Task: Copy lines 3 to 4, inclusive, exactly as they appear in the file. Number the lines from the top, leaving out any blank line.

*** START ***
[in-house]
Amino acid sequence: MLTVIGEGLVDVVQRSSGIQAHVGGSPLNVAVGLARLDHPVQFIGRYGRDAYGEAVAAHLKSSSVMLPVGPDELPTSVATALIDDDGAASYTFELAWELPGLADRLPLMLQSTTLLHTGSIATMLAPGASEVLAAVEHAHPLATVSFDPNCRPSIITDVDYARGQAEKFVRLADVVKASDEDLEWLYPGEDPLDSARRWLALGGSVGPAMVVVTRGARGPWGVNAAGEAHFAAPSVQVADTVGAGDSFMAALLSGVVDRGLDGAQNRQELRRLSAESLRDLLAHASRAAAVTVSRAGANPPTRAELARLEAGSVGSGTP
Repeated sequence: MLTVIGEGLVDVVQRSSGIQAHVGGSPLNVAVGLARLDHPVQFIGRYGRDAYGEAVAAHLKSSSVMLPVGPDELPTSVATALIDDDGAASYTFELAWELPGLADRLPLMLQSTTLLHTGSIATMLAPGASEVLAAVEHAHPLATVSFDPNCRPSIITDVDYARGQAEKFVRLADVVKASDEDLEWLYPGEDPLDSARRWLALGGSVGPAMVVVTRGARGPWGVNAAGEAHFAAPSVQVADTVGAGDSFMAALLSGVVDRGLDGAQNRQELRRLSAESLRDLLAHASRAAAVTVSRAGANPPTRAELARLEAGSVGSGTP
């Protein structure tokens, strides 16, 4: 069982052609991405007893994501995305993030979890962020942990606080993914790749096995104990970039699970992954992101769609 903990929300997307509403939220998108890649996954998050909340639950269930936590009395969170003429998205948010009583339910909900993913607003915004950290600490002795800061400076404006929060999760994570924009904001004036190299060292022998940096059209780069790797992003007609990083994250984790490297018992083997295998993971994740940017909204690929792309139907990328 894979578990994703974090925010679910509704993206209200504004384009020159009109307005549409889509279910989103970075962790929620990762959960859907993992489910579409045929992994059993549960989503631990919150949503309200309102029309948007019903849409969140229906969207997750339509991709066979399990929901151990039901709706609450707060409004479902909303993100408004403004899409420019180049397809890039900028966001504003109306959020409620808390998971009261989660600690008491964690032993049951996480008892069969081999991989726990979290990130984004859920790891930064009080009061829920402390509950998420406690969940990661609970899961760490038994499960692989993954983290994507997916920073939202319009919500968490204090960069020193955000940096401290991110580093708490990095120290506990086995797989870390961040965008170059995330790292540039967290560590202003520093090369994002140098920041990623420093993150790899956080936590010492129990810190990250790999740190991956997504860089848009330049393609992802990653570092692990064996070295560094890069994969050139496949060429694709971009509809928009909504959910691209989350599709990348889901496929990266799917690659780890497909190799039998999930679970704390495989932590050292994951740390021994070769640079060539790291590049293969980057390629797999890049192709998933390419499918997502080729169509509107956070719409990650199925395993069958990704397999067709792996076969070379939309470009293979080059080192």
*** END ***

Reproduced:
Repeated sequence: MLTVIGEGLVDVVQRSSGIQAHVGGSPLNVAVGLARLDHPVQFIGRYGRDAYGEAVAAHLKSSSVMLPVGPDELPTSVATALIDDDGAASYTFELAWELPGLADRLPLMLQSTTLLHTGSIATMLAPGASEVLAAVEHAHPLATVSFDPNCRPSIITDVDYARGQAEKFVRLADVVKASDEDLEWLYPGEDPLDSARRWLALGGSVGPAMVVVTRGARGPWGVNAAGEAHFAAPSVQVADTVGAGDSFMAALLSGVVDRGLDGAQNRQELRRLSAESLRDLLAHASRAAAVTVSRAGANPPTRAELARLEAGSVGSGTP
């Protein structure tokens, strides 16, 4: 069982052609991405007893994501995305993030979890962020942990606080993914790749096995104990970039699970992954992101769609 903990929300997307509403939220998108890649996954998050909340639950269930936590009395969170003429998205948010009583339910909900993913607003915004950290600490002795800061400076404006929060999760994570924009904001004036190299060292022998940096059209780069790797992003007609990083994250984790490297018992083997295998993971994740940017909204690929792309139907990328 894979578990994703974090925010679910509704993206209200504004384009020159009109307005549409889509279910989103970075962790929620990762959960859907993992489910579409045929992994059993549960989503631990919150949503309200309102029309948007019903849409969140229906969207997750339509991709066979399990929901151990039901709706609450707060409004479902909303993100408004403004899409420019180049397809890039900028966001504003109306959020409620808390998971009261989660600690008491964690032993049951996480008892069969081999991989726990979290990130984004859920790891930064009080009061829920402390509950998420406690969940990661609970899961760490038994499960692989993954983290994507997916920073939202319009919500968490204090960069020193955000940096401290991110580093708490990095120290506990086995797989870390961040965008170059995330790292540039967290560590202003520093090369994002140098920041990623420093993150790899956080936590010492129990810190990250790999740190991956997504860089848009330049393609992802990653570092692990064996070295560094890069994969050139496949060429694709971009509809928009909504959910691209989350599709990348889901496929990266799917690659780890497909190799039998999930679970704390495989932590050292994951740390021994070769640079060539790291590049293969980057390629797999890049192709998933390419499918997502080729169509509107956070719409990650199925395993069958990704397999067709792996076969070379939309470009293979080059080192």